Critical Issues to Discuss With a Piling Contractor
When a site investigation report reveals that a project site is not stable enough to support the weight of a structure, it is time to call a piling contractor. A piling expert is best suited to handle such construction projects since pilings are the surest way to guarantee the safety of a commercial structure. It is particularly the case for massive and weighty buildings such as industrial facilities. However, you need to discuss a few issues with a piling contractor before getting to work.
Number of Piles
Piles can be made from steel, concrete, wood or a combination of materials in the case of composite piles. The type of piling system you choose determines the number of piles that a contractor will use for your foundation. For instance, steel piles are strong and can accommodate large amounts of weight per square meter. It reduces the number of steel piles needed for a particular project compared to piling made from materials such as wood and concrete. The economic advantages that come with using fewer steel piles cannot be underestimated, particularly because you need less labour and time to drive the piles.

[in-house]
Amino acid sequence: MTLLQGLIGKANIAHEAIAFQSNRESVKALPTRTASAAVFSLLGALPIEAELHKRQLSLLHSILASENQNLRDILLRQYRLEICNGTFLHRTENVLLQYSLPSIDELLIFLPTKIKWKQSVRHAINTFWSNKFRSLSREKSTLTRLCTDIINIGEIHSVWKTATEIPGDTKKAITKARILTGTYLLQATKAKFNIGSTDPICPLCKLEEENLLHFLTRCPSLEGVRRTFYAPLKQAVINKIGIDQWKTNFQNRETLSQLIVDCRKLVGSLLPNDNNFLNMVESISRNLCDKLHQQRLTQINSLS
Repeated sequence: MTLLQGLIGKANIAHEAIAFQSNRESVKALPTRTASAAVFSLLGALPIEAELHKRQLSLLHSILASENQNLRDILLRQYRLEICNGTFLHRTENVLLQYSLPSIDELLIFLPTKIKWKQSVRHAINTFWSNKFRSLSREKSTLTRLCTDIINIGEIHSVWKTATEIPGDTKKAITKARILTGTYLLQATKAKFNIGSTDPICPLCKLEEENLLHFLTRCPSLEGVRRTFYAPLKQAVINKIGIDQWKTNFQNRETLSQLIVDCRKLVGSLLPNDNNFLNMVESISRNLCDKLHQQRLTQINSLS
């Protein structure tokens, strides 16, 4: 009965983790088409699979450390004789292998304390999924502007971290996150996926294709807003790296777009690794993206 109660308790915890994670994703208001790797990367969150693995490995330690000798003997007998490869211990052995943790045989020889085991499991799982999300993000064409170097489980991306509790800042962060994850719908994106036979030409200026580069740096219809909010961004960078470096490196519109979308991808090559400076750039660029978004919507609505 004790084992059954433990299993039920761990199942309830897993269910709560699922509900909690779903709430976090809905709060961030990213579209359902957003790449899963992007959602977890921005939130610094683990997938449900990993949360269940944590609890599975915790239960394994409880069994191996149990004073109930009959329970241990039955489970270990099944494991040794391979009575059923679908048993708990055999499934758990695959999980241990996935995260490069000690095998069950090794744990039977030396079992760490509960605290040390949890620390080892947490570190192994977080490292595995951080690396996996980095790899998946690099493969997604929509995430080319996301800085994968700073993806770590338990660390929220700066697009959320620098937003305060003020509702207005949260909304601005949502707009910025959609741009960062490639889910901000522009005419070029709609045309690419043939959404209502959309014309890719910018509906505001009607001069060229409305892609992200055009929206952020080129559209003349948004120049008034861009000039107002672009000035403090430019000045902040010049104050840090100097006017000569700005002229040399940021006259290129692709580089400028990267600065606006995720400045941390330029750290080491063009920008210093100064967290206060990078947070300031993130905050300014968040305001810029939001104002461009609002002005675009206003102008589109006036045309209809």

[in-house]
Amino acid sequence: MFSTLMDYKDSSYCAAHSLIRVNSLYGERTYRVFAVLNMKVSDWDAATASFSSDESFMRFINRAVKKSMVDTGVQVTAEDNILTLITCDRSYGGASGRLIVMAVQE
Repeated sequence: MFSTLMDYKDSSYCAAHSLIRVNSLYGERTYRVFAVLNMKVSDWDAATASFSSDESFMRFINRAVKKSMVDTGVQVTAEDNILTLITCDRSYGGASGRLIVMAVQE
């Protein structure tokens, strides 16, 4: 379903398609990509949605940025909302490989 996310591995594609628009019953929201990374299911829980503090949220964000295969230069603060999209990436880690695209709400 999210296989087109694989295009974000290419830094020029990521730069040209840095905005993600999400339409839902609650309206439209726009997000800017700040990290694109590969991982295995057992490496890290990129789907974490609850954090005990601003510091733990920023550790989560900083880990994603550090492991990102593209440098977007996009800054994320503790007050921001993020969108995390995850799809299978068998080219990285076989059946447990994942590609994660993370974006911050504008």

Noise and Vibrations Sensitivity
Different pile driving procedures are used by contractors, including hammering, vibrations, jacking and jetting. All pile driving techniques produce some level of noise, and this is a critical discussion point before a project commences. Therefore, it might be challenging to work in a densely populated area where noise pollution must be kept at a minimum. For instance, piling in a residential area using the hammering or vibration methods causes some level of discomfort for residents. In such a scenario, a contractor should use noise-reducing jackets to dampen the noise produced when driving down piles. A piling exercise can comfortably be implemented in the outskirts of a residential area because of a sparse population.
Groundwater can be a real problem for piling contractors, and it can affect your budget and water management strategy. Notably, water coming from the ground during a pile driving exercise might mess a project site if left to flow haphazardly. Therefore, it is crucial to discuss groundwater management with a piling contractor. One way to address the challenge is by harnessing the water and using it to cool the pile-driving machines. Additionally, a contractor can use the groundwater to aid the penetration of piles into the ground, especially on sites with coarse gravel or boulders.